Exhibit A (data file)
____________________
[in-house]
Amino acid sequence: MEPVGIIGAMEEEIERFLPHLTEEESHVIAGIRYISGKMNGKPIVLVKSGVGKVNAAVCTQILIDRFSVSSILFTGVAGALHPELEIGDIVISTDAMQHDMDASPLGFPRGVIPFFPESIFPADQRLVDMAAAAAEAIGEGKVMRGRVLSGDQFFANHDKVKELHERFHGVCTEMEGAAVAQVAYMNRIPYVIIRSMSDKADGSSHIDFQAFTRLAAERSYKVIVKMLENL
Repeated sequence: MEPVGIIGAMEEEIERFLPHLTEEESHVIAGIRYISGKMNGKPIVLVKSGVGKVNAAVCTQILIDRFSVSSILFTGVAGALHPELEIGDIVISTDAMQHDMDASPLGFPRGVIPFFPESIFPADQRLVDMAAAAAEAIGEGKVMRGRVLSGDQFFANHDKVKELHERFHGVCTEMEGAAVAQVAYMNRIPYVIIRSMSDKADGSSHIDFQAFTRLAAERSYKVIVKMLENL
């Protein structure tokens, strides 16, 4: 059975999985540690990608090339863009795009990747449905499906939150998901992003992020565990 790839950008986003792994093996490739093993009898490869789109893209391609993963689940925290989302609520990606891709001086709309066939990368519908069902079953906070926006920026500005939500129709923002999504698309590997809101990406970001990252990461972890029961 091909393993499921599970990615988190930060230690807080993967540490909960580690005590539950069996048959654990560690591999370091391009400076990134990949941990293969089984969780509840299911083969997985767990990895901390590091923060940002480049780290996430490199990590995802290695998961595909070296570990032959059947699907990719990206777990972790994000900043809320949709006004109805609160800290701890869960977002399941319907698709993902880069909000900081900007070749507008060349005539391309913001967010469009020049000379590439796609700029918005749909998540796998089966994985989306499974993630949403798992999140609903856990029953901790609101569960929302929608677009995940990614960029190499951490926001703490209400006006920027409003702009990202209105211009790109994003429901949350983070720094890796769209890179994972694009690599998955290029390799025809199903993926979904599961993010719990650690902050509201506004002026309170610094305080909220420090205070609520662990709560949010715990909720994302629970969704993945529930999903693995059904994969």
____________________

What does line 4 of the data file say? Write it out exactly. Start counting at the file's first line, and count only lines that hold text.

């Protein structure tokens, strides 16, 4: 059975999985540690990608090339863009795009990747449905499906939150998901992003992020565990 790839950008986003792994093996490739093993009898490869789109893209391609993963689940925290989302609520990606891709001086709309066939990368519908069902079953906070926006920026500005939500129709923002999504698309590997809101990406970001990252990461972890029961 091909393993499921599970990615988190930060230690807080993967540490909960580690005590539950069996048959654990560690591999370091391009400076990134990949941990293969089984969780509840299911083969997985767990990895901390590091923060940002480049780290996430490199990590995802290695998961595909070296570990032959059947699907990719990206777990972790994000900043809320949709006004109805609160800290701890869960977002399941319907698709993902880069909000900081900007070749507008060349005539391309913001967010469009020049000379590439796609700029918005749909998540796998089966994985989306499974993630949403798992999140609903856990029953901790609101569960929302929608677009995940990614960029190499951490926001703490209400006006920027409003702009990202209105211009790109994003429901949350983070720094890796769209890179994972694009690599998955290029390799025809199903993926979904599961993010719990650690902050509201506004002026309170610094305080909220420090205070609520662990709560949010715990909720994302629970969704993945529930999903693995059904994969």